For all other drivers who are open to the idea of green vehicles and interested in these quiet cars, several issues arise: where are the charging points and how much do they cost? They will naturally need to be reassured before making the switch to electric.
Charging currently carried out in one of two ways
In 80% of cases, drivers charge their vehicles at home. This is often sufficient since at present, electric cars are predominantly used to make short journeys in urban areas (with an average daily distance of some 30km). For under €1,000, owners of detached homes or those with a private drive can have a charging station installed by a specialist company, their vehicle dealership or their energy provider.
But what about the other 20%? Drivers who park their cars in the street will turn to public charging stations. Fortunately, work places are increasingly offering a solution, with some companies beginning to install charging facilities in the staff car park as a service they provide to their employees. They represent an additional way to promote more environmentally friendly travel methods. These points are often free to use and can enable longer commuter journeys, providing they are combined with overnight charging elsewhere.
Shopping centres may also provide free charging stations for their customers to use; in exchange, these guarantee users remain at the centre for 40–60 minutes, creating more chances for them to make purchases.
New opportunities – but using which business model?
Private operators and energy providers are installing fee-paying charging points in public spaces such as car parks and streets. These points are designed for members of the public who cannot top up their vehicles elsewhere.
But creativity will be required to try to ensure every point is used: this means identifying and converting the best sites, joining a network that offers a mobile app to help users find its charging points, a simple means of payment, and agreeing price alignment on home charging services, etc. However, the profitability of public stations, which depends on how much they are used, will remain uncertain as long as other networks (home or business) offer preferential terms. And if the public model cannot be extended sufficiently, it will hold back the growth of electric cars. This is the great challenge for towns and cities tackling the roll-out of electric cars in future years.
Shaping energy transition together
This is the ambition of the EUREF campus, where companies, start-ups, universities and research institutes work together to develop new solutions in the field of sustainable energy and mobility. It is an incubator for ideas at the heart of Berlin's Schöneberg district.
The initiative was born in 2008. Based on the principle of partnership, its ambition is to develop smart solutions for the city of tomorrow. The choice of site was symbolic: it is located at an old gas storage site with historical importance. Its imposing reservoir tank has been converted into a forum that can play host to several hundred people.
EUREF campus has a clear objective: to create new energy solutions that help the country, and other countries too, to make climate protection aims a reality by 2050. The campus is therefore a place for training, study and also experimentation. Challenges related to energy transition are tackled here. The solutions developed by the different stakeholders are exhibited to bring them to a wider audience, because it's not enough just to innovate, you must convince others too.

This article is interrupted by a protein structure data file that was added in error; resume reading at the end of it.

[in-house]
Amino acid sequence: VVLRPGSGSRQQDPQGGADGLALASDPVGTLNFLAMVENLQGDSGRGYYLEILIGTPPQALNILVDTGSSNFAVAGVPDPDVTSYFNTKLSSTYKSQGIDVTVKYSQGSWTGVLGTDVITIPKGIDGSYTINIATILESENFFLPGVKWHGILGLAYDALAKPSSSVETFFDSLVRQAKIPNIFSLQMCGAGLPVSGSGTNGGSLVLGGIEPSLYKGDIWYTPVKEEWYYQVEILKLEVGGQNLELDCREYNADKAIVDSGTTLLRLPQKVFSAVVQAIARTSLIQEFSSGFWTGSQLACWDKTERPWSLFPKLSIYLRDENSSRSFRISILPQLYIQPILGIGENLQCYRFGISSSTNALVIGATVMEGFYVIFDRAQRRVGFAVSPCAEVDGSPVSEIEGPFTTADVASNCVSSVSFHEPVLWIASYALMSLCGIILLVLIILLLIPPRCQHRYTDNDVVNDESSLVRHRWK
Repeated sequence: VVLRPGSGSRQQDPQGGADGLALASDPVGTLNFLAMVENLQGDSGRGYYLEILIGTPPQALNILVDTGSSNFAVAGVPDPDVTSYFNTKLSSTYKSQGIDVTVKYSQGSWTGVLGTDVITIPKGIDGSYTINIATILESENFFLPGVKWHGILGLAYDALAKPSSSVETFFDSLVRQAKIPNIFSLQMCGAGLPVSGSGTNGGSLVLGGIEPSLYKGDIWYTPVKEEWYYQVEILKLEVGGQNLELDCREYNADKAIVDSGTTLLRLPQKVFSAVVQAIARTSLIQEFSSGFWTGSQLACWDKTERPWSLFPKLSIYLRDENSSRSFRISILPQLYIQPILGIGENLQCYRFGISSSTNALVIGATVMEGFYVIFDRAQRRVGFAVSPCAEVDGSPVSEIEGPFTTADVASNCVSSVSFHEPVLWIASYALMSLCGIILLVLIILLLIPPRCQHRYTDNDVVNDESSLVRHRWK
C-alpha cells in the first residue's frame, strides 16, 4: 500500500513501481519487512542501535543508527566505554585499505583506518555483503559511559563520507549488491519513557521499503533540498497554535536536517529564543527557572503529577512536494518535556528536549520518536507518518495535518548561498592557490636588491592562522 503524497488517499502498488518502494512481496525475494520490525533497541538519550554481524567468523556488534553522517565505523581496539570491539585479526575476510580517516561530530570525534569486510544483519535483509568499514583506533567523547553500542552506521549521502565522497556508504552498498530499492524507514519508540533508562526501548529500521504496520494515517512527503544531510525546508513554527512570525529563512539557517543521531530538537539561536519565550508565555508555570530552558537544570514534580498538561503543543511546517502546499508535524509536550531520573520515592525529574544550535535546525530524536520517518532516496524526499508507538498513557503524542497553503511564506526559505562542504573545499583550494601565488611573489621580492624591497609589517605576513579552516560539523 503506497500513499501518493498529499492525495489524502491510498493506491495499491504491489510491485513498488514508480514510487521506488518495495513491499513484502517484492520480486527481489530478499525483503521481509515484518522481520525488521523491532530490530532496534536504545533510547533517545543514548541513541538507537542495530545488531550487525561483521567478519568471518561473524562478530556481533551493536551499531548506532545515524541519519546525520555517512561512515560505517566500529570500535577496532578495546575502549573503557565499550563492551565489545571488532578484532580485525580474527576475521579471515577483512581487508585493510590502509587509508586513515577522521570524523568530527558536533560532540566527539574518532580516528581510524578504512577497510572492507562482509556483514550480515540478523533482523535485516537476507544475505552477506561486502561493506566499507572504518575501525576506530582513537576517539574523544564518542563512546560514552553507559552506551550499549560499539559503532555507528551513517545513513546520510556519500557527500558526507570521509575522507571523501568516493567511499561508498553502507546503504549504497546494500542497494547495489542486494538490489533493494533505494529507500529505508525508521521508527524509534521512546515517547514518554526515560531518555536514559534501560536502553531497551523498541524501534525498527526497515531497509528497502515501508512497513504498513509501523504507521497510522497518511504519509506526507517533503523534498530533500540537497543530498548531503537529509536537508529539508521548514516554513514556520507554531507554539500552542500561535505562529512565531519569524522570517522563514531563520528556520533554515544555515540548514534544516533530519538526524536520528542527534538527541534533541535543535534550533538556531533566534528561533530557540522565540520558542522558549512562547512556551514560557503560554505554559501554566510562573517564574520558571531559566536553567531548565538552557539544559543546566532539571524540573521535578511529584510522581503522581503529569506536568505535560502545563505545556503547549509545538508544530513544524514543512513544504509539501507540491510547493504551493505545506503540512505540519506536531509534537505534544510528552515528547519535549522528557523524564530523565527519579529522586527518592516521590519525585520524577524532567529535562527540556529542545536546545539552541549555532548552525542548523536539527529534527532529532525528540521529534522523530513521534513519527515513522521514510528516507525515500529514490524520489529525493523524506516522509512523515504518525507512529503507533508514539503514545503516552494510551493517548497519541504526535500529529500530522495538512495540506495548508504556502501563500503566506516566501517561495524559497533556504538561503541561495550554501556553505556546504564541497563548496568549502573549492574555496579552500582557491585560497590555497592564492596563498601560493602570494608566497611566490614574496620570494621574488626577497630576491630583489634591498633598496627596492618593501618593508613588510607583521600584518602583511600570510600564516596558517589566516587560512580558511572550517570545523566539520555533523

The campus was founded to reflect the fact that in order to tackle climate change effectively, all the corporate, scientific, political and public stakeholders must work hand-in-hand, not just to discuss ideas, but also to take action. This is why guided tours and informative events on climate protection take place on the campus to contribute to raising as much awareness as possible.
A melting pot of ideas for generating sustainable energy
The ideas born here are tested here. The energy generated on the campus is largely climate neutral. There are photovoltaic systems, urban wind turbines installed on the street or on roofs and a natural biogas cogeneration plant that generates most of the energy required to run the site. To accompany the energy generation, distribution and storage are being rethought at a local level. A smart micro-network forms the heart of the campus's energy supply system. Both in terms of size and operating model, it is unique in Germany and could soon integrate geothermal energy.
The EUREF campus also has the country's largest electrical charging point. A solar roof provides sustainable energy to supply electric vehicles, which themselves serve as mobile storage for the smart network. Soon, driverless vehicles will charge themselves at new induction charging stations.
And it's working! Anyone who walks around the campus can see the ideas developed by the partners being translated into concrete solutions that prove that the energy transition is both achievable and affordable.
A look at Climate-KIC
Are you considering how your organisation or company can make the sustainable transition? Climate-KIC might just be able to help you.
Located on the EUREF campus, Climate-KIC works to mitigate and adapt to climate change. It is the biggest European public-private innovation partnership focusing on climate change. Created in 2010 by the European Institute of Innovation and Technology (EIT), Climate-KIC brings together dynamic companies, the best academic institutes and the public sector.
They focus on four key areas:
In February 2017, Climate-KIC moved to new offices in Brussels, close to the European Parliament and Commission.